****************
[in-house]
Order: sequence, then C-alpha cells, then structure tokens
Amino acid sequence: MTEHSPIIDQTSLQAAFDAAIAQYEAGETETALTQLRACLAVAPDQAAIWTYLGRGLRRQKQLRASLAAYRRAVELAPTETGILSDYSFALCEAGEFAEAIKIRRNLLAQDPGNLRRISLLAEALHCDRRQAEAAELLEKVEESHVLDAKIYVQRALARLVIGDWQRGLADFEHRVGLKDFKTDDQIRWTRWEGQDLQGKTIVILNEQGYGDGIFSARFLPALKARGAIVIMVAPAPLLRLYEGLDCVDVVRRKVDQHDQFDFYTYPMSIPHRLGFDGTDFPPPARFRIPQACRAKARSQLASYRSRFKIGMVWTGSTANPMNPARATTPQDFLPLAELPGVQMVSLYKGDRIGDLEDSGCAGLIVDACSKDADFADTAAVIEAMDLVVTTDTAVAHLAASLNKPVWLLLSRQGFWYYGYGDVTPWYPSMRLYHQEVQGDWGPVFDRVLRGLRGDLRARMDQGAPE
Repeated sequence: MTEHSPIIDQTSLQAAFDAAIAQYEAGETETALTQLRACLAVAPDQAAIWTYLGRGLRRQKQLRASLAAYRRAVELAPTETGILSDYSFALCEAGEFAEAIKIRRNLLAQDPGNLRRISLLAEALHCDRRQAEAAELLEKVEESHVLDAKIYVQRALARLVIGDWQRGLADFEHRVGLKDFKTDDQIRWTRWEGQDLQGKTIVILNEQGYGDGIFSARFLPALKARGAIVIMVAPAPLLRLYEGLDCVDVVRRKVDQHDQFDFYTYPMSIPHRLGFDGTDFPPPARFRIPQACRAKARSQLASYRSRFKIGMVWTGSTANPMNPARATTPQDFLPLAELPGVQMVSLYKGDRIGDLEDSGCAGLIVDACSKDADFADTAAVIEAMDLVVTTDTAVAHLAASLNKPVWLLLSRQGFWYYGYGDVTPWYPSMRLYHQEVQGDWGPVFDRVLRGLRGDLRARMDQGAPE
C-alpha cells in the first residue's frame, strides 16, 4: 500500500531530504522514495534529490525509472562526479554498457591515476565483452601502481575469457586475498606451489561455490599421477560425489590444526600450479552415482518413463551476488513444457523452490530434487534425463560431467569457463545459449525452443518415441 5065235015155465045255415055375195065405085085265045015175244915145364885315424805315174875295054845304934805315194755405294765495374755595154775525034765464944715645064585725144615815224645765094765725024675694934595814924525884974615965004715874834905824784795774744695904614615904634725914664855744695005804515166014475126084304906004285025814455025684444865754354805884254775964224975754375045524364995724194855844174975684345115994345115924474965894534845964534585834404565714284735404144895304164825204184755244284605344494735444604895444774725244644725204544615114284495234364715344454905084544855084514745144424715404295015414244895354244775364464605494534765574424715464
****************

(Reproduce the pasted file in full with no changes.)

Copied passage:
[in-house]
Order: sequence, then C-alpha cells, then structure tokens
Amino acid sequence: MTEHSPIIDQTSLQAAFDAAIAQYEAGETETALTQLRACLAVAPDQAAIWTYLGRGLRRQKQLRASLAAYRRAVELAPTETGILSDYSFALCEAGEFAEAIKIRRNLLAQDPGNLRRISLLAEALHCDRRQAEAAELLEKVEESHVLDAKIYVQRALARLVIGDWQRGLADFEHRVGLKDFKTDDQIRWTRWEGQDLQGKTIVILNEQGYGDGIFSARFLPALKARGAIVIMVAPAPLLRLYEGLDCVDVVRRKVDQHDQFDFYTYPMSIPHRLGFDGTDFPPPARFRIPQACRAKARSQLASYRSRFKIGMVWTGSTANPMNPARATTPQDFLPLAELPGVQMVSLYKGDRIGDLEDSGCAGLIVDACSKDADFADTAAVIEAMDLVVTTDTAVAHLAASLNKPVWLLLSRQGFWYYGYGDVTPWYPSMRLYHQEVQGDWGPVFDRVLRGLRGDLRARMDQGAPE
Repeated sequence: MTEHSPIIDQTSLQAAFDAAIAQYEAGETETALTQLRACLAVAPDQAAIWTYLGRGLRRQKQLRASLAAYRRAVELAPTETGILSDYSFALCEAGEFAEAIKIRRNLLAQDPGNLRRISLLAEALHCDRRQAEAAELLEKVEESHVLDAKIYVQRALARLVIGDWQRGLADFEHRVGLKDFKTDDQIRWTRWEGQDLQGKTIVILNEQGYGDGIFSARFLPALKARGAIVIMVAPAPLLRLYEGLDCVDVVRRKVDQHDQFDFYTYPMSIPHRLGFDGTDFPPPARFRIPQACRAKARSQLASYRSRFKIGMVWTGSTANPMNPARATTPQDFLPLAELPGVQMVSLYKGDRIGDLEDSGCAGLIVDACSKDADFADTAAVIEAMDLVVTTDTAVAHLAASLNKPVWLLLSRQGFWYYGYGDVTPWYPSMRLYHQEVQGDWGPVFDRVLRGLRGDLRARMDQGAPE
C-alpha cells in the first residue's frame, strides 16, 4: 500500500531530504522514495534529490525509472562526479554498457591515476565483452601502481575469457586475498606451489561455490599421477560425489590444526600450479552415482518413463551476488513444457523452490530434487534425463560431467569457463545459449525452443518415441 5065235015155465045255415055375195065405085085265045015175244915145364885315424805315174875295054845304934805315194755405294765495374755595154775525034765464944715645064585725144615815224645765094765725024675694934595814924525884974615965004715874834905824784795774744695904614615904634725914664855744695005804515166014475126084304906004285025814455025684444865754354805884254775964224975754375045524364995724194855844174975684345115994345115924474965894534845964534585834404565714284735404144895304164825204184755244284605344494735444604895444774725244644725204544615114284495234364715344454905084544855084514745144424715404295015414244895354244775364464605494534765574424715464